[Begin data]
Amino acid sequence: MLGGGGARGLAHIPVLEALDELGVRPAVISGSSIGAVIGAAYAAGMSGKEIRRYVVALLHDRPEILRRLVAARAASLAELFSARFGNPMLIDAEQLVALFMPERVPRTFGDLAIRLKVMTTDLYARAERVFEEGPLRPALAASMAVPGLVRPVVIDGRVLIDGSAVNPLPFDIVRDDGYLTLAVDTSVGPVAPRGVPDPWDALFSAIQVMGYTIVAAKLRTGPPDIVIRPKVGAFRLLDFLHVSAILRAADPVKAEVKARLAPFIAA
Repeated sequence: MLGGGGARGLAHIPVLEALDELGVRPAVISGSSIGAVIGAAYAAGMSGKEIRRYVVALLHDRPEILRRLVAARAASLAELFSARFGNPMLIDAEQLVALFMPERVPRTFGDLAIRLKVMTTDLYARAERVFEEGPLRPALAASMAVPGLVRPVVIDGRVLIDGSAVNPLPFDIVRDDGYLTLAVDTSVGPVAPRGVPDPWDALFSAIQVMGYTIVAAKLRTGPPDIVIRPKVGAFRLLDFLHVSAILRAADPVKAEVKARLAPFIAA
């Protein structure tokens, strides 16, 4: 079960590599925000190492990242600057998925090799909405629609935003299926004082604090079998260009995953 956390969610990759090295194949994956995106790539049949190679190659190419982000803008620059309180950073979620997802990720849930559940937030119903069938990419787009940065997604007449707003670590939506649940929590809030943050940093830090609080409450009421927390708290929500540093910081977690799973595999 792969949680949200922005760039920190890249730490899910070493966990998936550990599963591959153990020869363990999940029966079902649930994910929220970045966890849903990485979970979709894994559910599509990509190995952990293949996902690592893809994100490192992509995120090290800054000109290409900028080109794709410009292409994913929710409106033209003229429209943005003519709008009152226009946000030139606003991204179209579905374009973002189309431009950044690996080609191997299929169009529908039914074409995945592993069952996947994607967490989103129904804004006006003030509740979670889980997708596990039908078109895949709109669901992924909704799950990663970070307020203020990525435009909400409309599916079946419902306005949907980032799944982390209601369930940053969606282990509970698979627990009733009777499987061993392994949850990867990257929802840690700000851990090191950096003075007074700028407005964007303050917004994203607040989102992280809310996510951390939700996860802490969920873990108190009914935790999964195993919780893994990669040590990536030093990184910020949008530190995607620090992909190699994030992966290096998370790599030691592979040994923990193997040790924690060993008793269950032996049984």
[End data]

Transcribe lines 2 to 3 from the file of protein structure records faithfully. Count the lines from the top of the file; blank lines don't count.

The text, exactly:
Repeated sequence: MLGGGGARGLAHIPVLEALDELGVRPAVISGSSIGAVIGAAYAAGMSGKEIRRYVVALLHDRPEILRRLVAARAASLAELFSARFGNPMLIDAEQLVALFMPERVPRTFGDLAIRLKVMTTDLYARAERVFEEGPLRPALAASMAVPGLVRPVVIDGRVLIDGSAVNPLPFDIVRDDGYLTLAVDTSVGPVAPRGVPDPWDALFSAIQVMGYTIVAAKLRTGPPDIVIRPKVGAFRLLDFLHVSAILRAADPVKAEVKARLAPFIAA
């Protein structure tokens, strides 16, 4: 079960590599925000190492990242600057998925090799909405629609935003299926004082604090079998260009995953 956390969610990759090295194949994956995106790539049949190679190659190419982000803008620059309180950073979620997802990720849930559940937030119903069938990419787009940065997604007449707003670590939506649940929590809030943050940093830090609080409450009421927390708290929500540093910081977690799973595999 792969949680949200922005760039920190890249730490899910070493966990998936550990599963591959153990020869363990999940029966079902649930994910929220970045966890849903990485979970979709894994559910599509990509190995952990293949996902690592893809994100490192992509995120090290800054000109290409900028080109794709410009292409994913929710409106033209003229429209943005003519709008009152226009946000030139606003991204179209579905374009973002189309431009950044690996080609191997299929169009529908039914074409995945592993069952996947994607967490989103129904804004006006003030509740979670889980997708596990039908078109895949709109669901992924909704799950990663970070307020203020990525435009909400409309599916079946419902306005949907980032799944982390209601369930940053969606282990509970698979627990009733009777499987061993392994949850990867990257929802840690700000851990090191950096003075007074700028407005964007303050917004994203607040989102992280809310996510951390939700996860802490969920873990108190009914935790999964195993919780893994990669040590990536030093990184910020949008530190995607620090992909190699994030992966290096998370790599030691592979040994923990193997040790924690060993008793269950032996049984």